By refunding the bonds, the issuer can lower interest expenses and retire existing bonds. That reduces debt service costs and may free up funds for other projects or purposes. Investors who hold the refunded bonds receive the principal repayment from the new bond issuance.
Pre-refunded bonds are a specific type of refunded bond used to fund a callable bond at a later date. Corporations typically issue pre-refunded bonds to refinance their debt by exercising their right to buy back their bonds before maturity. These funds get invested in low-risk, interest-bearing securities, such as U.S. Treasury bonds or money market instruments.
Its purpose is to generate sufficient income from the invested funds to repay the original bonds when they come due. The pre-refunding process allows issuers to take advantage of favorable interest rate conditions before the original bond’s maturity.
Build America Bonds
Build America Bonds (BABs) were a type of taxable municipal bond program used to stimulate infrastructure investment and job creation during the Great Recession. The interest payments on BABs were subject to federal income tax, but they carried certain benefits for issuers and investors.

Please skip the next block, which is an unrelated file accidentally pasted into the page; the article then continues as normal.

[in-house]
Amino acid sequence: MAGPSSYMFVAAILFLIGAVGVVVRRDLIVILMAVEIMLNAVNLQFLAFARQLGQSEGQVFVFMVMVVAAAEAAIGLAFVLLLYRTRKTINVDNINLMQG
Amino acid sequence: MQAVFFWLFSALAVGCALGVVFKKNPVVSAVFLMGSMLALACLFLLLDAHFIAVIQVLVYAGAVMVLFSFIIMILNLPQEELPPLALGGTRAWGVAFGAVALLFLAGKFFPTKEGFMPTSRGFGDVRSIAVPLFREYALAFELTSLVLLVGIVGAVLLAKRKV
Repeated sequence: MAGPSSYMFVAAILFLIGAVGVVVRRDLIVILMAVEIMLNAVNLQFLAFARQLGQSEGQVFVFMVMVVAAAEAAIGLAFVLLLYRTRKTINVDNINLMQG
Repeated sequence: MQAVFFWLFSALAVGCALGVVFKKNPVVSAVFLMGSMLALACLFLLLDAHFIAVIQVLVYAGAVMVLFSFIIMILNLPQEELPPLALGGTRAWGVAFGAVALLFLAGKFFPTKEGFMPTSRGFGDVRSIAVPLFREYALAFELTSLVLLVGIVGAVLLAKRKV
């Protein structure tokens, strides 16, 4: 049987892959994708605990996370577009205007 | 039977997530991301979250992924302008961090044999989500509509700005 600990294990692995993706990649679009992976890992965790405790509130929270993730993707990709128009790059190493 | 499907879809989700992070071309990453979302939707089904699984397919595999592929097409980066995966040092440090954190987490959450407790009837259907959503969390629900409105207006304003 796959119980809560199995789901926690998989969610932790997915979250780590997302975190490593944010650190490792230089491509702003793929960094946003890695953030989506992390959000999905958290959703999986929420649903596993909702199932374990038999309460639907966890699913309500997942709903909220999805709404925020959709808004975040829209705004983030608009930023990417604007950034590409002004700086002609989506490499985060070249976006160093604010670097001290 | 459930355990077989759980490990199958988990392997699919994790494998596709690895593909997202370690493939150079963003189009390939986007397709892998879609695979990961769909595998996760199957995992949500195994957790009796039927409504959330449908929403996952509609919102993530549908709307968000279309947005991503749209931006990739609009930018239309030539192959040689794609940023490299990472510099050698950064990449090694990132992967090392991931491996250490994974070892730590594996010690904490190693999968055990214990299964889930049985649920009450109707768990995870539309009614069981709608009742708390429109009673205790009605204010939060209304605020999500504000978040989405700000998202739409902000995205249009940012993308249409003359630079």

BABs offered issuers a lower borrowing cost compared to issuing traditional taxable bonds. The federal government provided a direct subsidy to the issuers via a refundable tax credit or a direct payment equal to a percentage of the bond’s interest cost, lowering the overall interest expense for the issuer.
For investors, BABs provided the opportunity to invest in municipal bonds with higher yields than tax-exempt bonds. The taxable nature of the interest payments meant that the yields on BABs were generally higher than comparable tax-exempt municipal bonds.
The Bottom Line
While municipal bonds are a popular investment due to their tax savings, it’s a good idea to understand the potential tax liabilities before investing. Otherwise, you may get hit by an unexpected tax bill that dips into your profits.